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Government reiterates support for strategic rail freight interchanges

The government has reiterated its support for strategic rail freight interchanges (SRFIs) for driving economic growth, despite many of them facing local opposition and planning delays. 

The  National Networks National Policy Statement (NNNPS) says the government will seek to “accommodate an increase in rail travel and rail freight where it is practical and affordable by providing for extra capacity”. 

Rail freight transports over 100 million tonnes of goods per year, and the amount of freight moved has expanded by 75% since 1994-95. It is also estimated that this contributes £1.5bn per year to the UK’s economy. 

And, according to the 2013 Network Rail Freight Market Study, total tonne-kilometres are forecast to grow by 3% annually to 2043, the same rate of growth seen in the mid-1990s. 

The NNNPS adds that the government’s strategy is to provide for the “increasing use of efficient and sustainable electric trains for both passenger and freight services”. This is because the environmental performance of the railway will be improved by continuing to roll out a programme of rail electrification. 

However, senior members of the freight industry recently told the Transport Select Committee that the prospect of freight electrification in CP6 is beginning to look distant because of the electrification overruns in CP5

SRFI network 

The government also noted that the development of an SRFI network, aiding the transfer of freight from road to rail, will play an important role in reducing trip mileage of freight movements on the national and local road networks. 

In particular, the development of additional capacity at Felixstowe North Terminal and the construction of London Gateway will lead to a significant increase in logistics operations. This will increase the need for SRFI development to reduce the dependence on road haulage to serve the major markets. 

Transport minister John Hayes MP said: “There is a critical need to improve the national networks to address road congestion and crowding on the railways, to facilitate safe and reliable journeys, and to provide a transport network that is capable of stimulating and supporting economic growth. There is also an equally important need to ensure improvements have minimal impact on the environment, are well designed and improve safety.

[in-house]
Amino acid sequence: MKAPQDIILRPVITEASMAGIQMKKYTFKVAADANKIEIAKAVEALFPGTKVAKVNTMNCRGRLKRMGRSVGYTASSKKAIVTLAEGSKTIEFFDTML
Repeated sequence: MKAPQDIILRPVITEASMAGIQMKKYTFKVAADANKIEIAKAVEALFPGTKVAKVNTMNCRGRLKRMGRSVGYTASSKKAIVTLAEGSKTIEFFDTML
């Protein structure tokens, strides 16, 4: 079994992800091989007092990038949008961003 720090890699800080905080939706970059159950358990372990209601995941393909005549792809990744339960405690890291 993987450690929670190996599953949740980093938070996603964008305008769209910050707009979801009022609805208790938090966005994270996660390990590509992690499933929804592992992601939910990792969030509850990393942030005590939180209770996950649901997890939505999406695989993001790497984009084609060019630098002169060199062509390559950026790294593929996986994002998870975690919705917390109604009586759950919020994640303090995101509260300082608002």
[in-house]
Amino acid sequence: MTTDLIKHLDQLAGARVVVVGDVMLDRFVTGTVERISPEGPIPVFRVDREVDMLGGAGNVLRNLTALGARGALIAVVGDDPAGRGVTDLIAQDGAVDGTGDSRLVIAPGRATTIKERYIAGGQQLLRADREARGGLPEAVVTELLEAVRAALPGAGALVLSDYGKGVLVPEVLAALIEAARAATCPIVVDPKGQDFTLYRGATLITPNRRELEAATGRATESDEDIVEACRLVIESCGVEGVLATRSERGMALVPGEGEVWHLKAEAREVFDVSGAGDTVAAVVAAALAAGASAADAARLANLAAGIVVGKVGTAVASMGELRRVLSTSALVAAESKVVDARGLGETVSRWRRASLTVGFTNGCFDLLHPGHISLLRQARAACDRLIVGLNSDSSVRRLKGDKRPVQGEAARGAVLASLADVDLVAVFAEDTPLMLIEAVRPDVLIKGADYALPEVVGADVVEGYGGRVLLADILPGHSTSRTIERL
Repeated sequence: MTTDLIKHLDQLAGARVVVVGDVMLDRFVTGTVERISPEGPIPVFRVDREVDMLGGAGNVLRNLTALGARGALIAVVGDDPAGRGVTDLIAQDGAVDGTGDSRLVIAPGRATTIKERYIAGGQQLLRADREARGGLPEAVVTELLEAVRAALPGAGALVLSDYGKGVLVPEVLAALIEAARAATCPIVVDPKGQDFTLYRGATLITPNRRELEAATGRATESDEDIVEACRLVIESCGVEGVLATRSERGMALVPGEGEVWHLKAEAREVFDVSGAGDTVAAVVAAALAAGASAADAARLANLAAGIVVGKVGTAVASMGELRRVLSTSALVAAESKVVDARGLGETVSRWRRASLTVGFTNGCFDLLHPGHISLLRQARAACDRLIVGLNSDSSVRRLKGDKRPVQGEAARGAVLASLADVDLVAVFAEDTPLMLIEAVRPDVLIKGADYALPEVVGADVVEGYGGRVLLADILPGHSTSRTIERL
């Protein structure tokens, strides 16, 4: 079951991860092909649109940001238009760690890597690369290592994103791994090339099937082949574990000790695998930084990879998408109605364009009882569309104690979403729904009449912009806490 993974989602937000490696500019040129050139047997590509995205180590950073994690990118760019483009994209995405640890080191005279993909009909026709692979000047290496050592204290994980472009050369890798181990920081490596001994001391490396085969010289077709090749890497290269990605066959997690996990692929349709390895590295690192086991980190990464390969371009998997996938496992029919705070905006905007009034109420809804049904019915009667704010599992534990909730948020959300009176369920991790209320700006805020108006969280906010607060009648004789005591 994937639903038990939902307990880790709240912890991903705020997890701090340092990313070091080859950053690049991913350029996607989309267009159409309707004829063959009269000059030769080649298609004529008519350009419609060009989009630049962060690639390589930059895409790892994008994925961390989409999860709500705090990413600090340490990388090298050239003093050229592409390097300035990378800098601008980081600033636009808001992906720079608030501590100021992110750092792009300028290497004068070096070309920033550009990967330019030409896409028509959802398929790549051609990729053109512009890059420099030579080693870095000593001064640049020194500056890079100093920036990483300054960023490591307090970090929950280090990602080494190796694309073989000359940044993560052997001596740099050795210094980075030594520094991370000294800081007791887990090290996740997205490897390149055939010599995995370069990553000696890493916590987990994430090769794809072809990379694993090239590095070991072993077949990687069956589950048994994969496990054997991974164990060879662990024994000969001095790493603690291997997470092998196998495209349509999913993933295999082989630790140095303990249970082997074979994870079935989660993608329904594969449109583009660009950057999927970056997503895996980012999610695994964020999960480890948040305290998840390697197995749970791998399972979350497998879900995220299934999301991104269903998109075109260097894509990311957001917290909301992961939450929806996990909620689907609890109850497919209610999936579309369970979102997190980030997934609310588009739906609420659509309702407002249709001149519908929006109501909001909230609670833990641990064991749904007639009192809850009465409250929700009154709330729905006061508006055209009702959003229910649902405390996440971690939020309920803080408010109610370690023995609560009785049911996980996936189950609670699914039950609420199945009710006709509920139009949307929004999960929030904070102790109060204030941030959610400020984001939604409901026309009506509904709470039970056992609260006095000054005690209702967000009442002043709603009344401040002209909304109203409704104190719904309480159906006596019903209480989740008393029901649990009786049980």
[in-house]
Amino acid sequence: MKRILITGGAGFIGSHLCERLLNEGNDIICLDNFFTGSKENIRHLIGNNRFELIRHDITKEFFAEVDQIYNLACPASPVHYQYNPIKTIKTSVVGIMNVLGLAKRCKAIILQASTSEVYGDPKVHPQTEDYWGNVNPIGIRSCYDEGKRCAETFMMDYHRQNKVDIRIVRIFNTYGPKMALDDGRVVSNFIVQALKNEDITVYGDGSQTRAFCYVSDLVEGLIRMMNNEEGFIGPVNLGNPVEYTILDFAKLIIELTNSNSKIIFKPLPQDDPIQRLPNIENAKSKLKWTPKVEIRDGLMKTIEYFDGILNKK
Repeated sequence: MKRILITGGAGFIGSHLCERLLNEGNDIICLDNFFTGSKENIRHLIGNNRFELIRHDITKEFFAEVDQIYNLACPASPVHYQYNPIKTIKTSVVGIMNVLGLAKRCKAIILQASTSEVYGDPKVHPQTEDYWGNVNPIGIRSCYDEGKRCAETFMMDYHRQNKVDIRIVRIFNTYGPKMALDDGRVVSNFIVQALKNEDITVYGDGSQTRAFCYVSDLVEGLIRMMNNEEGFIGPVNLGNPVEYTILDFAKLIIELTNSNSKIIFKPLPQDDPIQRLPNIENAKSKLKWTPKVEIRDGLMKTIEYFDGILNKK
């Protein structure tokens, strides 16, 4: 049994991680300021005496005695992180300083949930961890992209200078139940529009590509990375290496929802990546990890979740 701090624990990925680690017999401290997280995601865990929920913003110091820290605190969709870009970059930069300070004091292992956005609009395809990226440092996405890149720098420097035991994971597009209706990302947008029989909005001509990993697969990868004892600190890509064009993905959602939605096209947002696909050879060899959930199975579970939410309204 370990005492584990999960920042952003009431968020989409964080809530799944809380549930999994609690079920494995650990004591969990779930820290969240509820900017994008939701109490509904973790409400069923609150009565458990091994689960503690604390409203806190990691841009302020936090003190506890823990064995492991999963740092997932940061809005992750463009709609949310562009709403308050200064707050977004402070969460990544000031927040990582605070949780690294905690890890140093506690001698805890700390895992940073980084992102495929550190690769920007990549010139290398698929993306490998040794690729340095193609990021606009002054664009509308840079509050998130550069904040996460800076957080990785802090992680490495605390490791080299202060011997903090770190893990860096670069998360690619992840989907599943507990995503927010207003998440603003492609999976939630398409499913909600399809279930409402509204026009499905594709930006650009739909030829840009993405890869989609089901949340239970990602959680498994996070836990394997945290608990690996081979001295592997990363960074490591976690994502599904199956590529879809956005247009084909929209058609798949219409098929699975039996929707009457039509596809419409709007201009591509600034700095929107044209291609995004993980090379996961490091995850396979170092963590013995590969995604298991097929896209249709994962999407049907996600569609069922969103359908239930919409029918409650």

“The NNNPS sets the policy against which the secretary of state for transport will make decisions on applications for development consent for nationally significant infrastructure projects on the road and rail networks and strategic rail freight interchanges. The statement is based on existing government policy and only applies to England.” 

Despite industry calls for SRFIs, there has been opposition against such proposals. For instance, at the proposed Radlett SRFI St Albans and District Council (SADC) has lodged a claim in the High Court, as part of its seven-year battle, against the proposal

The proposed East Midlands Gateway freight depot, which would be built on farmland and woodland close to junction 24 of the M1, has also faced local opposition. 

After the release of the latest NNNPS, the Freight Transport Association (FTA) welcomed the recognition of the importance of SRFIs to “delivering the growth potential of rail freight”. 

Chris Welsh, FTA director of global and European policy, said: “This is predicated upon the Freight Market Study produced under Network Rail’s Long Term Planning Process as now established by the Office of Rail Regulation.  

“FTA recognises this as key to achieving modal shift from road, but while we welcome the publication we also believe that this needs to focus on a customer driven agenda for improvement across the rail freight industry.” 


Maggie Simpson, executive director at the Rail Freight Group (RFG), told RTM: “Rail freight is already moving goods worth £30bn each year and we want to see that grow further.  By supporting rail freight in the planning system, government has given confidence to those looking to invest in, and use, new rail linked facilities across the UK.”

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